On August 9, 1999, by letter, Goldberger informed Kent of the Section 20 settlement, the dismissal of Steve C.'s compensation claims, and the preservation of the medical providers' rights in the Dismissal order. Goldberger suggested that the medical providers contact AIG to collect on their outstanding bills. On March 29, 2000, AIG refused the medical providers' demand for payment, claiming that AIG had agreed to hold Steve C. harmless, not his son's estate, for payment of the medical bills. Because Steve C. was not responsible for his son's bills, AIG refused to reimburse the medical providers. Thereafter, the medical providers filed motions in the workers' compensation court, seeking 1) permission to present their unpaid bills for payment; and 2) a Rule 4:50-1 vacation of the order approving the Section 20 settlement. The court denied both motions because the providers did not file a timely petition for relief.

On March 16, 2001, the medical providers filed a complaint in the Law Division against the Christodoulous, Auto Auction, Granite State, and AIG to recover the cost of medical services provided to Mario, and against the law firms representing the Christodoulous and Auto Auction. The Christodoulous cross-claimed against Auto Auction and the compensation carriers for enforcement of the hold-harmless provision in the Section 20 settlement, and for counsel fees and costs. Auto Auction and its law firm cross-claimed against the Christodoulous and their law firm for contribution, indemnification, counsel fees, and costs.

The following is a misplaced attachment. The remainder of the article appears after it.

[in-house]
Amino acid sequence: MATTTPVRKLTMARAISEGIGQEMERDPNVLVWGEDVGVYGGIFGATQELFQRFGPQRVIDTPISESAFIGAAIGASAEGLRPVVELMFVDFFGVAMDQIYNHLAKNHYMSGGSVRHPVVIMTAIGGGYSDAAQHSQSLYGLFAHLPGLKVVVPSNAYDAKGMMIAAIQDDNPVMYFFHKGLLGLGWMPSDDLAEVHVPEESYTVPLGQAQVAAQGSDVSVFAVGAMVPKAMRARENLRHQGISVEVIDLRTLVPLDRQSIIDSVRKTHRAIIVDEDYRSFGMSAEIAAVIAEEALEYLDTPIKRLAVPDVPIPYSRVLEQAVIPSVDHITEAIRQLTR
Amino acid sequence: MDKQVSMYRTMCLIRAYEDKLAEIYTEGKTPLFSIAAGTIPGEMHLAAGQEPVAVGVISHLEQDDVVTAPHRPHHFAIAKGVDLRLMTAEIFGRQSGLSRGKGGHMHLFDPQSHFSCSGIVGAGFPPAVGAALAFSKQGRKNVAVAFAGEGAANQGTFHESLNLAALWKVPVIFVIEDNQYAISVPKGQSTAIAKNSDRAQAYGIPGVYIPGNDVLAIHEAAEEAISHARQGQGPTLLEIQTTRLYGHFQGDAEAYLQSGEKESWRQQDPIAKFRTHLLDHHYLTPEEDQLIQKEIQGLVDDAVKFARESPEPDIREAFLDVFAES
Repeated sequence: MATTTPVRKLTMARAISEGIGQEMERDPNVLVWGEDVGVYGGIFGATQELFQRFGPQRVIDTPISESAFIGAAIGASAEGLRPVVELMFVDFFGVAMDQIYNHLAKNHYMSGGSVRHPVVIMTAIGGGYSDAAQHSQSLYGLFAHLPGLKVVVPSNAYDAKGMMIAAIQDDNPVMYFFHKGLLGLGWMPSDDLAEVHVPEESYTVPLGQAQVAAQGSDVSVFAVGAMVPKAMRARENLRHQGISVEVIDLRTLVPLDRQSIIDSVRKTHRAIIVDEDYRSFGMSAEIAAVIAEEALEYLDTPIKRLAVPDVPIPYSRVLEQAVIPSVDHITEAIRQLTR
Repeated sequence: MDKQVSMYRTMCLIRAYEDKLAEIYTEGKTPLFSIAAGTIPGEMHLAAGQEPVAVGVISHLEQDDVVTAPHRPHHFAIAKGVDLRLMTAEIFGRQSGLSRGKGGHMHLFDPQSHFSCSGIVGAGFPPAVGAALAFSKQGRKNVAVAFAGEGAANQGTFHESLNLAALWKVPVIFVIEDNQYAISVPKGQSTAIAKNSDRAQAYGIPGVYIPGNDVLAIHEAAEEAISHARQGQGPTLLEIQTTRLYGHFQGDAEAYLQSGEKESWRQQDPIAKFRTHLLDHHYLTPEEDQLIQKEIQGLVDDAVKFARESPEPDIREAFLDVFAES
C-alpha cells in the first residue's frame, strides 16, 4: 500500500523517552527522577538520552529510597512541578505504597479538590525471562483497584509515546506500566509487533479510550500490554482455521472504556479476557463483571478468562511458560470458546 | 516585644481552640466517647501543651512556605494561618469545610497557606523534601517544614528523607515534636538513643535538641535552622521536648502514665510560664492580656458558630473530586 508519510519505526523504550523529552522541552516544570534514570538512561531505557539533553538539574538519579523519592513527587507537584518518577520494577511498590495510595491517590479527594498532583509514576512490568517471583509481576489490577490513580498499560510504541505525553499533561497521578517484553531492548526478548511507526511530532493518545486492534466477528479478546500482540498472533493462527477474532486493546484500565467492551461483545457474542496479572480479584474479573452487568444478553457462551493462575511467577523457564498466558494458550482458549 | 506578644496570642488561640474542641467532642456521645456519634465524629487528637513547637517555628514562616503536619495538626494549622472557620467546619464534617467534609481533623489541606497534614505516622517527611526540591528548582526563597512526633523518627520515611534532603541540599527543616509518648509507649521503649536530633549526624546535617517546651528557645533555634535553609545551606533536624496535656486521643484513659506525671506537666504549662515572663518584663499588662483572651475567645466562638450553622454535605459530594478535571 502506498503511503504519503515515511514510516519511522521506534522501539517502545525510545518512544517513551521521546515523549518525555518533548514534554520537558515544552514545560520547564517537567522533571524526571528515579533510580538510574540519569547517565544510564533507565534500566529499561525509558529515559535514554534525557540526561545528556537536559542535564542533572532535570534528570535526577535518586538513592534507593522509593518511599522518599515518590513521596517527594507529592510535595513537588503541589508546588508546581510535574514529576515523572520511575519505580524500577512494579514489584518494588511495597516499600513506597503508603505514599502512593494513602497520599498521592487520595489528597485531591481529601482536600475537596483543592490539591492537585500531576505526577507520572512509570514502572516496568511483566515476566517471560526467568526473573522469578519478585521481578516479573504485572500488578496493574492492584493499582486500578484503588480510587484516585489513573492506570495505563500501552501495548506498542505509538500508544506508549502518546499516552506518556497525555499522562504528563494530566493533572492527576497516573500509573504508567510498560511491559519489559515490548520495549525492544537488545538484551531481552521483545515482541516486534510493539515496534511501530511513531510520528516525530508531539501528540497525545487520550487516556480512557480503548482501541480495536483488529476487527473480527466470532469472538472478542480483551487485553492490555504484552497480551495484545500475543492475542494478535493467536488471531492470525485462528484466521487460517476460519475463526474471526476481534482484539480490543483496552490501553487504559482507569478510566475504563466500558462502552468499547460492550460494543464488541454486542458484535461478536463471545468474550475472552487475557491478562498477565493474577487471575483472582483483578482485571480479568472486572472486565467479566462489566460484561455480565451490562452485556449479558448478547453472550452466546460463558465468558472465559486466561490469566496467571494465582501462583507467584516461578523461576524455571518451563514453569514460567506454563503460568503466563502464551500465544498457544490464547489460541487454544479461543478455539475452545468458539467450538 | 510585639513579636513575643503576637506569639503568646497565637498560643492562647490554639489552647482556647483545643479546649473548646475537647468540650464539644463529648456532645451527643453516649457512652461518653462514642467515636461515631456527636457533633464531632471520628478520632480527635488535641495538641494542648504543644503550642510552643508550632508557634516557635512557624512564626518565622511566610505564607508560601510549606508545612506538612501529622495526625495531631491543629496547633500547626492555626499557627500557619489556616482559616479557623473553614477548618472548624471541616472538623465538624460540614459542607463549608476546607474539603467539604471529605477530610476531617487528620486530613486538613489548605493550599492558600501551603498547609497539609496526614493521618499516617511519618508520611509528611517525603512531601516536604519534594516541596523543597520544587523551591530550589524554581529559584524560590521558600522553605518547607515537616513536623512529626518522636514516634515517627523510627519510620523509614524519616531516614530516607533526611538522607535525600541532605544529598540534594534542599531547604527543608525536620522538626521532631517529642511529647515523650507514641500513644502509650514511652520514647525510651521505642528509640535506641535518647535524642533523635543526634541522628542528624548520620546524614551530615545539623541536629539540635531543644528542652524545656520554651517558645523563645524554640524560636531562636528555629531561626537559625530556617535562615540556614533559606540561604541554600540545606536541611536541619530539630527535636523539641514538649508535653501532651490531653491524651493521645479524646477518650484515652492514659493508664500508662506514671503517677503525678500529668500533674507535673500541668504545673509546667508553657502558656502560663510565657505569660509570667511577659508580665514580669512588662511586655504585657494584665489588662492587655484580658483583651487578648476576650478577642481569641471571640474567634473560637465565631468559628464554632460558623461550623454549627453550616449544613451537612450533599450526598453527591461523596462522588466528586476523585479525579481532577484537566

On October 9, 2002, the Law Division dismissed without prejudice the claims against the law firms and denied all other motions for summary judgment and dismissal, finding that the medical providers were not bound by the settlement. The Appellate Division granted the Christodoulous and Auto Auction leave to appeal from the denial of the motions to dismiss the medical providers' common-law collection action and reversed. The court held, among other things, that the collection action was barred because the medical providers neither intervened timely in the compensation action nor filed a timely petition before the Division.

The Supreme Court granted certification.

HELD: The Section 20 settlement in the Division of Workers' Compensation only resolves issues between those who were parties to the agreement. Because the medical providers are not bound by the Section 20 settlement, they are not precluded from enforcing their contractual rights to payment for the medical care rendered to Mario Christodoulou.

1. Under the New Jersey Workers' Compensation Act (the Act), when a compensation court finds an injury compensable, in that it arises out of and in the course of employment, and that the medical services are reasonable and necessary, the employer is responsible for the expenses incurred by the employee for treatment of the injury. (Pp. 10-11)

2. The Act permits a health-care provider to file a petition in order to assert its claim for payment for medical services rendered to an injured employee or to intervene in a pending workers' compensation action. The Act does not establish an exclusive remedy for a hospital or doctor that has provided medical services to a patient who may or may not have suffered a work-related injury. The contractual right of the provider to seek payment directly from the employee is not nullified. Nothing in the Act suggests that the provider must file a petition before the Division or intervene in a pending action to preserve its right to a contractual remedy against the patient. There is no purpose in imposing such a burden on medical providers who reasonably believe that their bills will be processed at the compensation hearing. The burden must rest with the injured employee to take all steps necessary to collect medical bills from the employer. (Pp. 11-14)